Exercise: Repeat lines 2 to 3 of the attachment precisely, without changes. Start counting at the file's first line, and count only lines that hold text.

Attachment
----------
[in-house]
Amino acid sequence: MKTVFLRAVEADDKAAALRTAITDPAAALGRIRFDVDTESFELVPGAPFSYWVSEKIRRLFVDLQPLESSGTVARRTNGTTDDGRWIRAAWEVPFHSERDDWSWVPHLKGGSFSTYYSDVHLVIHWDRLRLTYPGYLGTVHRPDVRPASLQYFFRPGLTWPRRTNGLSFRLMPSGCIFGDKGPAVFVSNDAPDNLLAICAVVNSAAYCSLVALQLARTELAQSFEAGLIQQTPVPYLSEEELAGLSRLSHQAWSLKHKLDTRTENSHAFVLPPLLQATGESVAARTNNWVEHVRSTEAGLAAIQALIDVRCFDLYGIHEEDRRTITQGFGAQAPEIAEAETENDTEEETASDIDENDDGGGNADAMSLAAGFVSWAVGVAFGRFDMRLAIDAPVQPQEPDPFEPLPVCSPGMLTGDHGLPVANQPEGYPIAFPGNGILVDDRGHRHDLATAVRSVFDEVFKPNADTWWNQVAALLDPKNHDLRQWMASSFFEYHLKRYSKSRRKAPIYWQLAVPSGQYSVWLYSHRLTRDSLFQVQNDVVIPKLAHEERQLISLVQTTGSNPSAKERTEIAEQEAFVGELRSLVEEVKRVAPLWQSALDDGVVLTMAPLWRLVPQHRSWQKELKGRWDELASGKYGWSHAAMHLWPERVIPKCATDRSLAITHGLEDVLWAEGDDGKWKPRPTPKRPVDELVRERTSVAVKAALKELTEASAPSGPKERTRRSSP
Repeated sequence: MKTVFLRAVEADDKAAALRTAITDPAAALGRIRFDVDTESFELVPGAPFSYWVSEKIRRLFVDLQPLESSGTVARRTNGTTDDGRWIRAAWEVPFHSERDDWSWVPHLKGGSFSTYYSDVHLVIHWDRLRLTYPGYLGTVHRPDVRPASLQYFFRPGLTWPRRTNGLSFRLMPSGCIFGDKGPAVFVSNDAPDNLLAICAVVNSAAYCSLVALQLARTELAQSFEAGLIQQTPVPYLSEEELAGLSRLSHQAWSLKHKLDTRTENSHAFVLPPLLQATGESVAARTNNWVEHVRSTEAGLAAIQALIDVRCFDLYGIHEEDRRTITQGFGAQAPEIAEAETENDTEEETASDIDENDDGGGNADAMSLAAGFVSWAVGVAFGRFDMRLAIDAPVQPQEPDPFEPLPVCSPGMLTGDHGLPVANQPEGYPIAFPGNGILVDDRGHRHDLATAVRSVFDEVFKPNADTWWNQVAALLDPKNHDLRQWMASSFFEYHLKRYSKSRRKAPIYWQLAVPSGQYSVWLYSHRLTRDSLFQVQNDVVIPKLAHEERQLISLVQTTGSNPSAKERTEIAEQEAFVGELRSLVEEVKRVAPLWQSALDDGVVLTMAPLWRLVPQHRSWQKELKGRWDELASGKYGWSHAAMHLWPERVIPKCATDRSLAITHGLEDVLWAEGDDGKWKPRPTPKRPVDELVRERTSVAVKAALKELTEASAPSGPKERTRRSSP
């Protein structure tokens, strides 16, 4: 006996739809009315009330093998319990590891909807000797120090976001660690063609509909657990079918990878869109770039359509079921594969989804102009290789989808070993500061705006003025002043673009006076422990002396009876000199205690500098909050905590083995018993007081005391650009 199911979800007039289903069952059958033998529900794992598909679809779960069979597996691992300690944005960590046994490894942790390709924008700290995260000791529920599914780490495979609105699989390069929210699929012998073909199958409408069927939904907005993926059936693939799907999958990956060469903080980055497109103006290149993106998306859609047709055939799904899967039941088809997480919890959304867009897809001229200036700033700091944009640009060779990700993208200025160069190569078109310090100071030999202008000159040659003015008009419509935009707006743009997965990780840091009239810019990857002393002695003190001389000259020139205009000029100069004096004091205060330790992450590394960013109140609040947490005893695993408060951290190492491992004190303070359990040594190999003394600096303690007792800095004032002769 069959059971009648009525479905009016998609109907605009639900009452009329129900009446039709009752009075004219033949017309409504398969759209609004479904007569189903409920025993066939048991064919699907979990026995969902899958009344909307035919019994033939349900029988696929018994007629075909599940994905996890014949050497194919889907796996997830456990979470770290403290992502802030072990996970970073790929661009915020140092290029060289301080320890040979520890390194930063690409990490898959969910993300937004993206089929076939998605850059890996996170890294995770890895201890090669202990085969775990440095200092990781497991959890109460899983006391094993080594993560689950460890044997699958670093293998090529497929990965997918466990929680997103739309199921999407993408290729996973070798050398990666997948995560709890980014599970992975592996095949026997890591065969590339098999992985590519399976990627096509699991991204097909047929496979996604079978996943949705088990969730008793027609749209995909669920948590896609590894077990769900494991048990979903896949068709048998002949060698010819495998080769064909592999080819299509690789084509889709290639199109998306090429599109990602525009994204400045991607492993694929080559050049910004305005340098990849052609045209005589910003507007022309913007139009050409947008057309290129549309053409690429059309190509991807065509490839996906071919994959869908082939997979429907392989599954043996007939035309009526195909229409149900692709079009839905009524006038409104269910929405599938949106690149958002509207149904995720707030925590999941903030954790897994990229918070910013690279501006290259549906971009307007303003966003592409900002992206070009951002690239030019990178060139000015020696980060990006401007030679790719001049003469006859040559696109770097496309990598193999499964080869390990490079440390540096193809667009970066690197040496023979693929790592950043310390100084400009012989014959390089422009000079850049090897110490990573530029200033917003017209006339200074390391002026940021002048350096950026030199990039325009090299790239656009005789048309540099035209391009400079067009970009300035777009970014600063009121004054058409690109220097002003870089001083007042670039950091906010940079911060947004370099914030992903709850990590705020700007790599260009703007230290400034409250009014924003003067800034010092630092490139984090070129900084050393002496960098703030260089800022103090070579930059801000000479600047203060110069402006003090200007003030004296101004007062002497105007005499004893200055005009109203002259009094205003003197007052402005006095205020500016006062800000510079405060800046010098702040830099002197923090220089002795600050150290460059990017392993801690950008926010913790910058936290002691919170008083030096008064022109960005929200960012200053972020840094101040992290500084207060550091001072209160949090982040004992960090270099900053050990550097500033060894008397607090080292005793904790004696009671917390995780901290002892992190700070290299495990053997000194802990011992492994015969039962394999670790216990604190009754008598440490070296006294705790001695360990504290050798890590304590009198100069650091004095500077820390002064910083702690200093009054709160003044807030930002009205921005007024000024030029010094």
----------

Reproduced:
Amino acid sequence: MKTVFLRAVEADDKAAALRTAITDPAAALGRIRFDVDTESFELVPGAPFSYWVSEKIRRLFVDLQPLESSGTVARRTNGTTDDGRWIRAAWEVPFHSERDDWSWVPHLKGGSFSTYYSDVHLVIHWDRLRLTYPGYLGTVHRPDVRPASLQYFFRPGLTWPRRTNGLSFRLMPSGCIFGDKGPAVFVSNDAPDNLLAICAVVNSAAYCSLVALQLARTELAQSFEAGLIQQTPVPYLSEEELAGLSRLSHQAWSLKHKLDTRTENSHAFVLPPLLQATGESVAARTNNWVEHVRSTEAGLAAIQALIDVRCFDLYGIHEEDRRTITQGFGAQAPEIAEAETENDTEEETASDIDENDDGGGNADAMSLAAGFVSWAVGVAFGRFDMRLAIDAPVQPQEPDPFEPLPVCSPGMLTGDHGLPVANQPEGYPIAFPGNGILVDDRGHRHDLATAVRSVFDEVFKPNADTWWNQVAALLDPKNHDLRQWMASSFFEYHLKRYSKSRRKAPIYWQLAVPSGQYSVWLYSHRLTRDSLFQVQNDVVIPKLAHEERQLISLVQTTGSNPSAKERTEIAEQEAFVGELRSLVEEVKRVAPLWQSALDDGVVLTMAPLWRLVPQHRSWQKELKGRWDELASGKYGWSHAAMHLWPERVIPKCATDRSLAITHGLEDVLWAEGDDGKWKPRPTPKRPVDELVRERTSVAVKAALKELTEASAPSGPKERTRRSSP
Repeated sequence: MKTVFLRAVEADDKAAALRTAITDPAAALGRIRFDVDTESFELVPGAPFSYWVSEKIRRLFVDLQPLESSGTVARRTNGTTDDGRWIRAAWEVPFHSERDDWSWVPHLKGGSFSTYYSDVHLVIHWDRLRLTYPGYLGTVHRPDVRPASLQYFFRPGLTWPRRTNGLSFRLMPSGCIFGDKGPAVFVSNDAPDNLLAICAVVNSAAYCSLVALQLARTELAQSFEAGLIQQTPVPYLSEEELAGLSRLSHQAWSLKHKLDTRTENSHAFVLPPLLQATGESVAARTNNWVEHVRSTEAGLAAIQALIDVRCFDLYGIHEEDRRTITQGFGAQAPEIAEAETENDTEEETASDIDENDDGGGNADAMSLAAGFVSWAVGVAFGRFDMRLAIDAPVQPQEPDPFEPLPVCSPGMLTGDHGLPVANQPEGYPIAFPGNGILVDDRGHRHDLATAVRSVFDEVFKPNADTWWNQVAALLDPKNHDLRQWMASSFFEYHLKRYSKSRRKAPIYWQLAVPSGQYSVWLYSHRLTRDSLFQVQNDVVIPKLAHEERQLISLVQTTGSNPSAKERTEIAEQEAFVGELRSLVEEVKRVAPLWQSALDDGVVLTMAPLWRLVPQHRSWQKELKGRWDELASGKYGWSHAAMHLWPERVIPKCATDRSLAITHGLEDVLWAEGDDGKWKPRPTPKRPVDELVRERTSVAVKAALKELTEASAPSGPKERTRRSSP